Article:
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On dpkg support for binary recompilations

Unfortunately, this problem turns out to be not as trivial to solve as
first thought.  Not from a code point of view, but from an acceptable
implementation point of view.

Having dpkg notice a certain style of postfix (I prefer the "+b1" form)
in the Version of a package and strip that before assigning to
Source-Version seems reasonable in theory.  You'd get the following
control information:

	Package: banana
	Version: 1.0-1+b1
	Source: banana (1.0-1)

However it hits an issue with substvars (which aj's patch doesn't
address anyway).  Consider the following packages:

	Source: banana
	Package: banana
	Architecture: any
	Depends: libbanana0 (= ${Source-Version})

	Package: libbanana0
	Architecture: any
	Depends: libbanana-common (= ${Source-Version})

	Package: libbanana-common
	Architecture: all

This would produce the following relationships after a
binary-recompilation, without worrying about substvars:

	banana_1.0-1+b1 -> libbanana0_1.0-1+b1
	libbanana0_1.0-1+b1 -> libbanana-common_1.0-1+b1

However this libbanana-common package is arch:all, so would either break
existing dependencies in the archive, or if not included cause the
current dependencies to fail.

We could address substvars by ensuring ${Source-Version} is the version
of the source, not the binary, and we therefore get:

	banana_1.0-1+b1 -> libbanana0_1.0-1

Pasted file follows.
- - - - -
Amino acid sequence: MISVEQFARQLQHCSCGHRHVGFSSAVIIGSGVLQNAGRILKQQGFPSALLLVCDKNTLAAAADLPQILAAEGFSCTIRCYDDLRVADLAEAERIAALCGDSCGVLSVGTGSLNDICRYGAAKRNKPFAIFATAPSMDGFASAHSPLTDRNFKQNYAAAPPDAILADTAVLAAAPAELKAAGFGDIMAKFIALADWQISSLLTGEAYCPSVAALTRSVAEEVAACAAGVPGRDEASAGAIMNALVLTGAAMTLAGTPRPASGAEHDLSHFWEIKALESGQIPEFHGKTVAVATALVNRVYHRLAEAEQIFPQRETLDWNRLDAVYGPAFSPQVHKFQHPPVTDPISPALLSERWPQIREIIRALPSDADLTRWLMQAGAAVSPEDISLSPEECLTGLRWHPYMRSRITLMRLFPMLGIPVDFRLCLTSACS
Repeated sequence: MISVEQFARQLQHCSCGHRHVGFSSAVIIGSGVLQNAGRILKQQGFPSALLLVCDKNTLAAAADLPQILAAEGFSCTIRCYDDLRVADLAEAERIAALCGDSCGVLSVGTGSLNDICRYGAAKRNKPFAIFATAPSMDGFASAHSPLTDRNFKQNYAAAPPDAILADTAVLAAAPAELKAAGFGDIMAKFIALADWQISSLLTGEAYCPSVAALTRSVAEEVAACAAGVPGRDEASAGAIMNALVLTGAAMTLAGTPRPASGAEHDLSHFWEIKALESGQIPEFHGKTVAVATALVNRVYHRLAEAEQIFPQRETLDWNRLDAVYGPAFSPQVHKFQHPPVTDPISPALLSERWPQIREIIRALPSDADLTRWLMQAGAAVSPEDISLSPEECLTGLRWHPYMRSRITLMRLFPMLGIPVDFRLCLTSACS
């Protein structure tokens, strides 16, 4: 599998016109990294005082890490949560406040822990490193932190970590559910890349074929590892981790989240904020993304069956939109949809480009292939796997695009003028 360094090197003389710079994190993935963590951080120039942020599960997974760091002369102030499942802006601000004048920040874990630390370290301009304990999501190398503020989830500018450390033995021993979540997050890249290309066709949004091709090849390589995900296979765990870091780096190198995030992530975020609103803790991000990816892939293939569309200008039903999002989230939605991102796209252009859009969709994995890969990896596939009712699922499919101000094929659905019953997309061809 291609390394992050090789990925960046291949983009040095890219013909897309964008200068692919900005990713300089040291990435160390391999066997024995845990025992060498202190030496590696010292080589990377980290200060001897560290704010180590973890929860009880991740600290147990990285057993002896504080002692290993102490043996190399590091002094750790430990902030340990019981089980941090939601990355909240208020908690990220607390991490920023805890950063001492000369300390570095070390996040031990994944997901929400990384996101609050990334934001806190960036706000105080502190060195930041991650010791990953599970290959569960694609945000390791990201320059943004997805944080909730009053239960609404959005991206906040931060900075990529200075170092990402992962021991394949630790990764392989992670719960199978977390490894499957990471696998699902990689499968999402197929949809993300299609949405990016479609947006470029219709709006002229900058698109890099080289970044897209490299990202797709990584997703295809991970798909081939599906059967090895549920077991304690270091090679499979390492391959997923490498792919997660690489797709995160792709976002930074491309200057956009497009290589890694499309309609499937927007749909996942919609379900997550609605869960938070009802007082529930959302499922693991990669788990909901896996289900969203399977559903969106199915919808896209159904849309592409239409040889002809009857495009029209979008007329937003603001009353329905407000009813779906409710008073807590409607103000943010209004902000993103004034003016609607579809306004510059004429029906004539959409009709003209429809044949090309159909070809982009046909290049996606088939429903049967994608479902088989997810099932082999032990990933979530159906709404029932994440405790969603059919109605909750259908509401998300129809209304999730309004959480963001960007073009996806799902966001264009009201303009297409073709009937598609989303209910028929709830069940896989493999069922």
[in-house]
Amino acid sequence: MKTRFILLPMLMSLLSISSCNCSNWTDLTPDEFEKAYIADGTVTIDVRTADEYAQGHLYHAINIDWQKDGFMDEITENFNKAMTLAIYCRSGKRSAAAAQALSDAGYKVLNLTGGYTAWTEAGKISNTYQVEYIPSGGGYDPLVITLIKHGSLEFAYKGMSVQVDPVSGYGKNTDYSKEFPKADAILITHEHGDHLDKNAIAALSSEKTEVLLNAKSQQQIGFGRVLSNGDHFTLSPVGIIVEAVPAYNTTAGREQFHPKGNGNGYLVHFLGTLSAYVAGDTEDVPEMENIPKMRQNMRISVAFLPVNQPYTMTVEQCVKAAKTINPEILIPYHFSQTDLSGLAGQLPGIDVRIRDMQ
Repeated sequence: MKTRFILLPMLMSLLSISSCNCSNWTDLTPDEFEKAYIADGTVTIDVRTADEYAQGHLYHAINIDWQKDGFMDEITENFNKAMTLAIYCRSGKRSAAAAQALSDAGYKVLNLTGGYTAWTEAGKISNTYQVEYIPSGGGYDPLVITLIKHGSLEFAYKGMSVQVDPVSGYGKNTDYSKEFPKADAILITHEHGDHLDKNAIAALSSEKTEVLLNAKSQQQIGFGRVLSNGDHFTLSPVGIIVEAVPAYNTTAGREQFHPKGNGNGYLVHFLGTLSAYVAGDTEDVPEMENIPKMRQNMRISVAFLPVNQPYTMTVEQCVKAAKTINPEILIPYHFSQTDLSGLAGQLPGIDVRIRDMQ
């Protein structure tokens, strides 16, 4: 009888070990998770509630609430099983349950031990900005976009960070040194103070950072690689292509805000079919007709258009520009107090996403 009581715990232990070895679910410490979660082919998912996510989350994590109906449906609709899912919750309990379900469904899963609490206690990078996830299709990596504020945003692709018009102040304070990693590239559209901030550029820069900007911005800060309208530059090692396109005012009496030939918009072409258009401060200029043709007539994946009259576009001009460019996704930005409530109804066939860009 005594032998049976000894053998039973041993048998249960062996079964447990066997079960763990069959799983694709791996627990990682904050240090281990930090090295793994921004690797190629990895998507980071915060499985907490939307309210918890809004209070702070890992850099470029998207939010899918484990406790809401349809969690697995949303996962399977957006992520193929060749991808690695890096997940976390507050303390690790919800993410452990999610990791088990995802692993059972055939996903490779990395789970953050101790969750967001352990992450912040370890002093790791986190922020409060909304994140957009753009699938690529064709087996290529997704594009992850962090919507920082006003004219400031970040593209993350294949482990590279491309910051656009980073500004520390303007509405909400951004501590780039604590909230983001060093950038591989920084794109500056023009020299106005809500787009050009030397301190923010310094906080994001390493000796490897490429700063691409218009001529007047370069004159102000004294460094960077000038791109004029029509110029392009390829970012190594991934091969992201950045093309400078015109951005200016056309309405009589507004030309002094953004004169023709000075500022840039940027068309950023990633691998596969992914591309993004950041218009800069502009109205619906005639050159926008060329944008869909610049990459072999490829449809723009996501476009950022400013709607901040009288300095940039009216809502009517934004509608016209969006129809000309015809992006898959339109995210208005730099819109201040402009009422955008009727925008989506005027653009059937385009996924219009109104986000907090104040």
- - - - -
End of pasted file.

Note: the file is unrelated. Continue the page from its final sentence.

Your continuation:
libbanana0_1.0-1+b1 -> libbanana-common_1.0-1

Now it's the libbanana0 dependency thats broken, we're depending on a
version that's just been out-dated by the binary recompilation.

The binary version is available in the ${Version} substvar, developers
would have to be extremely careful to ensure that dependencies on
arch-any packages are done with ${Version} and arch-all packages with
${Source-Version}; and that they only do binary-arch when preforming
binary recompilations.

This is in breach of current policy (§ 8.5) which says library
development packages should have an exact version dependency on an
arch-any package using ${Source-Version} .

So this would require a policy change, and an extraordinary amount of
care by both the original developers and binary recompilers.  I doubt
most people would get it right, leaving us with the same problems we
have today.

The other option is to extend the current version-comparison routine and
add a "ignored suffix" to it, kinda like a "recompilation epoch".  I'm
going to randomly suggest the following:

	1.0-1@1, 1.0-1@2...

When performing version comparisons, dpkg and apt would simply ignore
anything after the @ symbol and treat both of these versions as

Therefore your binary recompilation would be able to depend on either
1.0-1 or 1.0-1@1 with the same effect.

This has a problem as well that it would mean none of the tools
(including katie) would know which version supersedes the other.  We'd
have to do something a bit more clever.

The recompilation epoch would only ignored when used in dependency
fields; when used in other version comparisons it should still be
included.  This would make life harder for tool developers, as they'd
need to know *why* they were comparing versions, rather than just
comparing them.

Have you ever, ever felt like this?
Had strange things happen?  Are you going round the twist?

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